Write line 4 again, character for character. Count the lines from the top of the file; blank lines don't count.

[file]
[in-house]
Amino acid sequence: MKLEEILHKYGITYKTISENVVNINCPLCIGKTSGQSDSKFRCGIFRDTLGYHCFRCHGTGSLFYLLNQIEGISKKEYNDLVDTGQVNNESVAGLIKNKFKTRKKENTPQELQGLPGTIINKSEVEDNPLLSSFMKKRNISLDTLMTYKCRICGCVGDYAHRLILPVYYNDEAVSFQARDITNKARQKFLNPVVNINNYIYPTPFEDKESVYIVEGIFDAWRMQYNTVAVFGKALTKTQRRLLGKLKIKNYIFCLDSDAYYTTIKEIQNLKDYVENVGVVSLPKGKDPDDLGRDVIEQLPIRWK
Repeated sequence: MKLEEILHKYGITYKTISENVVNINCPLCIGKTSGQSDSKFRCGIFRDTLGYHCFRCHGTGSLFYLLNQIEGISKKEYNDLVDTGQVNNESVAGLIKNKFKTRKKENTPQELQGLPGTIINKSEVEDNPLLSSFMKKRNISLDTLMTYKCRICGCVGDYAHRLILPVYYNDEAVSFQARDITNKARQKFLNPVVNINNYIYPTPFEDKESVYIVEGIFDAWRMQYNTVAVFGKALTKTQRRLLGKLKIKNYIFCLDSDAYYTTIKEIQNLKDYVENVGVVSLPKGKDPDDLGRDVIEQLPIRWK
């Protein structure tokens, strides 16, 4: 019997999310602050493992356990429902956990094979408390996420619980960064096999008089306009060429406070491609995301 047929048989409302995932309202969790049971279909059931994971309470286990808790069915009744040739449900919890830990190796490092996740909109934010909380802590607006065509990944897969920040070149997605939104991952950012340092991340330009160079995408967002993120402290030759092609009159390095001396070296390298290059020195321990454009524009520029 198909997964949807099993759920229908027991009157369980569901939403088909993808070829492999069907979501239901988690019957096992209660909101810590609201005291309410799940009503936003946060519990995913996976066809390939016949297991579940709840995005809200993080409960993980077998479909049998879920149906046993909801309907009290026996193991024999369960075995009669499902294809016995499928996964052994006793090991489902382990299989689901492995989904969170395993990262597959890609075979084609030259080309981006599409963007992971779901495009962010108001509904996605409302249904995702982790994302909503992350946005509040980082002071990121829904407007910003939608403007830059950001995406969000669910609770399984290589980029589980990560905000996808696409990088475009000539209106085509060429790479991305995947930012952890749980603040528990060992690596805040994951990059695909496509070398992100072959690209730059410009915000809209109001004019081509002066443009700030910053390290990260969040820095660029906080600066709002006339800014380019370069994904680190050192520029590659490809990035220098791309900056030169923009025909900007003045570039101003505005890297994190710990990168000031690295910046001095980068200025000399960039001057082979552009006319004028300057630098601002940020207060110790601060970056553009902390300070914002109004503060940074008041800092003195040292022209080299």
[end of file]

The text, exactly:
């Protein structure tokens, strides 16, 4: 019997999310602050493992356990429902956990094979408390996420619980960064096999008089306009060429406070491609995301 047929048989409302995932309202969790049971279909059931994971309470286990808790069915009744040739449900919890830990190796490092996740909109934010909380802590607006065509990944897969920040070149997605939104991952950012340092991340330009160079995408967002993120402290030759092609009159390095001396070296390298290059020195321990454009524009520029 198909997964949807099993759920229908027991009157369980569901939403088909993808070829492999069907979501239901988690019957096992209660909101810590609201005291309410799940009503936003946060519990995913996976066809390939016949297991579940709840995005809200993080409960993980077998479909049998879920149906046993909801309907009290026996193991024999369960075995009669499902294809016995499928996964052994006793090991489902382990299989689901492995989904969170395993990262597959890609075979084609030259080309981006599409963007992971779901495009962010108001509904996605409302249904995702982790994302909503992350946005509040980082002071990121829904407007910003939608403007830059950001995406969000669910609770399984290589980029589980990560905000996808696409990088475009000539209106085509060429790479991305995947930012952890749980603040528990060992690596805040994951990059695909496509070398992100072959690209730059410009915000809209109001004019081509002066443009700030910053390290990260969040820095660029906080600066709002006339800014380019370069994904680190050192520029590659490809990035220098791309900056030169923009025909900007003045570039101003505005890297994190710990990168000031690295910046001095980068200025000399960039001057082979552009006319004028300057630098601002940020207060110790601060970056553009902390300070914002109004503060940074008041800092003195040292022209080299």